December 20, 2011
It’s been a while since I’ve written about sports, so the end of the most regrettable year in the collective history of our local franchises seems like an appropriate time to do so. For the purposes of this post, I’ll ignore much of the landscape of Loserville and concentrate on the state’s two most popular squads — the Twins and Vikings — who both hit rock bottom this year. While the Twins posted a miserable 99-loss season, the Vikings have managed to be even more disappointing by currently sitting with a 3-12 record, winning a game last week when their fan base desperately wanted a loss to improve the team’s draft position and losing star running back Adrian Peterson to a significant knee injury in the process.
Obviously, there’s plenty of negativity to go around, but as 2012 approaches, I’m looking for some signs of hope on the horizon. That’s just the kind of guy I am — always the optimist. So, which team will climb out of the abyss and reclaim a division championship more quickly? Here’s my unscientific breakdown.
On the surface, both teams are facing similar situations:
So let’s examine the situation a bit closer.
Reclamation Project Scorecard
Better Coach/Manager: Twins — This is a huge edge for the Twins. Ron Gardenhire’s leadership has repeatedly steered the club to division championships over the last decade while Vikings first year head coach Leslie Frazier seems to struggle mightily with everything from schemes to game management. Vikings ownership appears committed to giving Frazier another season at the helm, which may mean more trouble ahead.
Better Front Office: Twins — Terry Ryan is back as GM after a short retirement to help clean up the mess left by several questionable moves from his hand-picked predecessor. Ryan’s track record of success (even while playing in the low budget Metrodome) gives him the edge over the uncertainty in the Vikings front office, where there is no football boss and personnel decisions are made by a “triangle of authority” (three guys who do not always have the same interests in mind).
Better Opportunity To Attract Free Agents: Twins — Target Field is a beautiful facility and the Twins have a reputation for playing the game the right way. The opportunity to play with Joe Mauer and Justin Morneau (when healthy) is also a nice draw. Meanwhile, the Vikings are facing stadium uncertainty. In the short term, prospects include continuing to play in the Metrodome (the NFL’s worst facility), moving to Los Angeles or playing at the University of Minnesota (a less appealing option than the Metrodome) while a new stadium is built.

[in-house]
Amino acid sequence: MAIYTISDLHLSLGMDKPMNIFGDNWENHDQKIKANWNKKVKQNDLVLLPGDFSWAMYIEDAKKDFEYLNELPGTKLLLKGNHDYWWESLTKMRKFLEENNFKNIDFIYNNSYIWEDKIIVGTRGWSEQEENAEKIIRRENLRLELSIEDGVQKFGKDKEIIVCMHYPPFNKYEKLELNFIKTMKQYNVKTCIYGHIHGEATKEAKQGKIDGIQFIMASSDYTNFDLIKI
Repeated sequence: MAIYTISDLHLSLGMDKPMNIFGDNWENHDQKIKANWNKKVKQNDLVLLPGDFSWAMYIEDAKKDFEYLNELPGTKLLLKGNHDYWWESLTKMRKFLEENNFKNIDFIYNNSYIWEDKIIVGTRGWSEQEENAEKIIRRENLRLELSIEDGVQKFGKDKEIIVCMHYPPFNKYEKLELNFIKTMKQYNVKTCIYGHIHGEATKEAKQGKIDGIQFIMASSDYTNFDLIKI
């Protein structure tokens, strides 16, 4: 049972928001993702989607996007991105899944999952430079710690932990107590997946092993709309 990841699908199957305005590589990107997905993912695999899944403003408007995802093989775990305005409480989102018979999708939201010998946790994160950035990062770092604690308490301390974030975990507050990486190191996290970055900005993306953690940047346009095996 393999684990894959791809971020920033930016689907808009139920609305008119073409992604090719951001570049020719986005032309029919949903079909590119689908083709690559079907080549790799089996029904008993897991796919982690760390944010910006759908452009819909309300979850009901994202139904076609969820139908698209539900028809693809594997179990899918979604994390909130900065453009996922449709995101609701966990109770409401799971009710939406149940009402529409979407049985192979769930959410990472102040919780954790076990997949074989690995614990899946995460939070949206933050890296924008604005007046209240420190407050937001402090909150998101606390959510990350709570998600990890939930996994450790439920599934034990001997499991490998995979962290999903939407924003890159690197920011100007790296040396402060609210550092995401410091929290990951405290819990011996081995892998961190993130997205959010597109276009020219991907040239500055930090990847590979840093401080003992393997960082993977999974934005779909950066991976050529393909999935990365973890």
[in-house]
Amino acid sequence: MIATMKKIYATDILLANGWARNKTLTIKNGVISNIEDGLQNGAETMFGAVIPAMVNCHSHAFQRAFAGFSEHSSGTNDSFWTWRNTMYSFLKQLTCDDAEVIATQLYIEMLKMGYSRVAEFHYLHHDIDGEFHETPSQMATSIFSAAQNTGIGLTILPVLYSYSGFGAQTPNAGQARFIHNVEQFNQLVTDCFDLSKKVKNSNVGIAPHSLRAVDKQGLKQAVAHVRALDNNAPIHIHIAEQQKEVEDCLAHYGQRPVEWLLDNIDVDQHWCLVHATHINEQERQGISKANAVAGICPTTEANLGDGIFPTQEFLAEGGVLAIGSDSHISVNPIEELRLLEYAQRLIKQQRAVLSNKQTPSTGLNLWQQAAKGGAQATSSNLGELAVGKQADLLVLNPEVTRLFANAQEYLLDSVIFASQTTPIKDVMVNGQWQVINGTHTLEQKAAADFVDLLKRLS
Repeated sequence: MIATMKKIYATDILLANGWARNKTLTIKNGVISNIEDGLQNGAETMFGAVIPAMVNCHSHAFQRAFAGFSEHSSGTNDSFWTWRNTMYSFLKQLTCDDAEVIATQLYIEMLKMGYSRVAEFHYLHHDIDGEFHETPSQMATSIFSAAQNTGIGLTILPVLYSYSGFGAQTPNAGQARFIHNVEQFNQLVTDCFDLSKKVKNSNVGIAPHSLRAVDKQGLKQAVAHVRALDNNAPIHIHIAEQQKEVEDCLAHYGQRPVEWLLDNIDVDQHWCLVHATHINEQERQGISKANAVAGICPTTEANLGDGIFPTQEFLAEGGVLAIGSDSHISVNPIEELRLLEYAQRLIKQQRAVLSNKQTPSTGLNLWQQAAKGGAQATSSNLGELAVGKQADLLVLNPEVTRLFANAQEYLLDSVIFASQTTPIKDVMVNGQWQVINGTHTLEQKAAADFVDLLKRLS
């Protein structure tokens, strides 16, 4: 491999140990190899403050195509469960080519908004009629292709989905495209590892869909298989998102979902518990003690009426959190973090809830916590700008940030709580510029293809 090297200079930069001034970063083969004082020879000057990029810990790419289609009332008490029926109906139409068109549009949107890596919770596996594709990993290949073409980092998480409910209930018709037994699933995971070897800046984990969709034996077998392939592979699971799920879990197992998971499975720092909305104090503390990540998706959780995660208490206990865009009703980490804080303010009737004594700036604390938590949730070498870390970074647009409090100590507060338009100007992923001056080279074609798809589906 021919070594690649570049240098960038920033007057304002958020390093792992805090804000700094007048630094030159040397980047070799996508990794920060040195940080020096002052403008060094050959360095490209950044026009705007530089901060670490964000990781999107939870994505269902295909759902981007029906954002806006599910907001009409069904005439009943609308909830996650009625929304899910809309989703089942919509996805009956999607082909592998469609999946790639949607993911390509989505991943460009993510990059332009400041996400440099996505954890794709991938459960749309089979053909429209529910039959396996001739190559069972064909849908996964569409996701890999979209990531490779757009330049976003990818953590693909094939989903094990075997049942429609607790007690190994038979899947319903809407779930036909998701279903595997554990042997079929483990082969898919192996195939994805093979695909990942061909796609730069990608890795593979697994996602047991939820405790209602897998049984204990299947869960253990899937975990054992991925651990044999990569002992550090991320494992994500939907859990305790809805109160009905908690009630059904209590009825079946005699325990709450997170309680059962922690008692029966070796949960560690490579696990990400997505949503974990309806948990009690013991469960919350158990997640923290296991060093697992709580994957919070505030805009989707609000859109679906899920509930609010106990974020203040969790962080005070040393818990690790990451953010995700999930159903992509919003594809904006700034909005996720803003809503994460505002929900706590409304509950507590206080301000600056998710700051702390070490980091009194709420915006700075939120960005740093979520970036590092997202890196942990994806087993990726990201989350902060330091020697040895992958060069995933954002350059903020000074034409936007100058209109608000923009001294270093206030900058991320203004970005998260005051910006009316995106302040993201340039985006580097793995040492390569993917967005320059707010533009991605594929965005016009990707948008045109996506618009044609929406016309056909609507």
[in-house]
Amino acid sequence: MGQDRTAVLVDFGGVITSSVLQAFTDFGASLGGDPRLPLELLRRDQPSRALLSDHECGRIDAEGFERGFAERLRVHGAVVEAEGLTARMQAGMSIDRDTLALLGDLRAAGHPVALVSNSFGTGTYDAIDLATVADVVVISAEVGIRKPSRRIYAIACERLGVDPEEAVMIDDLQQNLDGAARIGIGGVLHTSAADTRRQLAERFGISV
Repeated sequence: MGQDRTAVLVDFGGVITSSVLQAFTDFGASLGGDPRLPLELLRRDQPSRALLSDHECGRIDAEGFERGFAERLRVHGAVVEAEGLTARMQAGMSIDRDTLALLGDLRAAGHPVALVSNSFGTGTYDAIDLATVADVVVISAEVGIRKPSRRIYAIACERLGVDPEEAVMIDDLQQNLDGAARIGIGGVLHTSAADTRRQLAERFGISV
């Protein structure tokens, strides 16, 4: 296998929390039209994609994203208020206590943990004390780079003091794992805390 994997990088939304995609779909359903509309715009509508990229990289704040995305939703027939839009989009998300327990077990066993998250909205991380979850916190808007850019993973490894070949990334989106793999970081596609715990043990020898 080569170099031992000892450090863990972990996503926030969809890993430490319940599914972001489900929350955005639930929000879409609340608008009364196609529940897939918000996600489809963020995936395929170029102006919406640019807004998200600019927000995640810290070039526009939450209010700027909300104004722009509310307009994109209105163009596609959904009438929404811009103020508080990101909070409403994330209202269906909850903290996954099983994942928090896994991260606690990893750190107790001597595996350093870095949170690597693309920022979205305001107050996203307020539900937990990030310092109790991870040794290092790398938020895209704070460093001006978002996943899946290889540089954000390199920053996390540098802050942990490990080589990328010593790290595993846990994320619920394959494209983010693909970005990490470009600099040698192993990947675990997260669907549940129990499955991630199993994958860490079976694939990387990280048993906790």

Better Owner: Vikings — Zygi Wilf has shown that he wants to win and he’s willing to open up his wallet to do so. His dedication to bringing in big name players gives him an edge over the Pohlads, who upped payroll upon moving in to Target Field, but are showing signs of pulling back beginning this season — as witnessed by the departures of Michael Cuddyer, Jason Kubel, Joe Nathan and other key players via free agency.
Better Star Players: Twins — I would have answered differently last week, but Adrian Peterson’s knee injury sways it in favor of the Twins. There’s plenty of uncertainty surrounding the health of Mauer and Morneau, but the chance that they can return to form gives them a slight edge over a one-legged Peterson and Jared Allen.
Better Young Players: Vikings — Neither team is in great shape in this department, but the promise shown this season by Christian Ponder, Kyle Rudolph and Toby Gerhart give the Vikings an edge over a depleted Twins minor league system which suffered a blow when top prospect Kyle Gibson underwent arm surgery this year. The Vikings also have a very high draft pick coming, which should make an immediate impact next season.
Fewer Holes To Fill: Twins — Overall, the Twins need a number one starter in the rotation, some bullpen help and a power hitter to play left field or third base. Meanwhile, the Vikings need multiple offensive linemen, two wide receivers, a nose tackle, two linebackers and three defensive backs. Good luck with that.
Easier Competition: Twins — The Vikings are in a tough spot, with division rivals Green Bay and Detroit set up to be very good for years to come. Both teams are young and talented, especially at the critical quarterback position. The Twins also are in a competitive division, but none of their competition rises to the level of the elite teams (or the biggest spenders) in Major League Baseball.
All of that adds up to the Twins returning to relevance and recapturing a division title before the Vikings do. Sadly for this sports fan, I think we’re still several years away in both cases. Your thoughts?